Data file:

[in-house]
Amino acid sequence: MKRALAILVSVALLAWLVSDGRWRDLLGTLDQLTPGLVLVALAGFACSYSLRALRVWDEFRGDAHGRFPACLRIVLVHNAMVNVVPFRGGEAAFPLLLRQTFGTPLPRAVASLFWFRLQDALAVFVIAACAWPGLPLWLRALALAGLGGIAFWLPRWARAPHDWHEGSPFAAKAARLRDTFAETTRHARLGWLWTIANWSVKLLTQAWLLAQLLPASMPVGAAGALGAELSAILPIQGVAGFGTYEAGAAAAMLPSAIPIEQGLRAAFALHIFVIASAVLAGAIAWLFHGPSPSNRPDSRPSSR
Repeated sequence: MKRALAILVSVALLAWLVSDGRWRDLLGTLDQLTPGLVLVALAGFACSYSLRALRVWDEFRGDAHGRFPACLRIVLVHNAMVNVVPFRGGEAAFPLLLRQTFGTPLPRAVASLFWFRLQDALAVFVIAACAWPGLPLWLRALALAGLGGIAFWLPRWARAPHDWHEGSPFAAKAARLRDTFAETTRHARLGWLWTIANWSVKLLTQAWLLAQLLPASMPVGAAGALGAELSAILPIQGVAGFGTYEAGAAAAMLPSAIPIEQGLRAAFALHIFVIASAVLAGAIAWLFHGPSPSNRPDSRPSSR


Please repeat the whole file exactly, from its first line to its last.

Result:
[in-house]
Amino acid sequence: MKRALAILVSVALLAWLVSDGRWRDLLGTLDQLTPGLVLVALAGFACSYSLRALRVWDEFRGDAHGRFPACLRIVLVHNAMVNVVPFRGGEAAFPLLLRQTFGTPLPRAVASLFWFRLQDALAVFVIAACAWPGLPLWLRALALAGLGGIAFWLPRWARAPHDWHEGSPFAAKAARLRDTFAETTRHARLGWLWTIANWSVKLLTQAWLLAQLLPASMPVGAAGALGAELSAILPIQGVAGFGTYEAGAAAAMLPSAIPIEQGLRAAFALHIFVIASAVLAGAIAWLFHGPSPSNRPDSRPSSR
Repeated sequence: MKRALAILVSVALLAWLVSDGRWRDLLGTLDQLTPGLVLVALAGFACSYSLRALRVWDEFRGDAHGRFPACLRIVLVHNAMVNVVPFRGGEAAFPLLLRQTFGTPLPRAVASLFWFRLQDALAVFVIAACAWPGLPLWLRALALAGLGGIAFWLPRWARAPHDWHEGSPFAAKAARLRDTFAETTRHARLGWLWTIANWSVKLLTQAWLLAQLLPASMPVGAAGALGAELSAILPIQGVAGFGTYEAGAAAAMLPSAIPIEQGLRAAFALHIFVIASAVLAGAIAWLFHGPSPSNRPDSRPSSR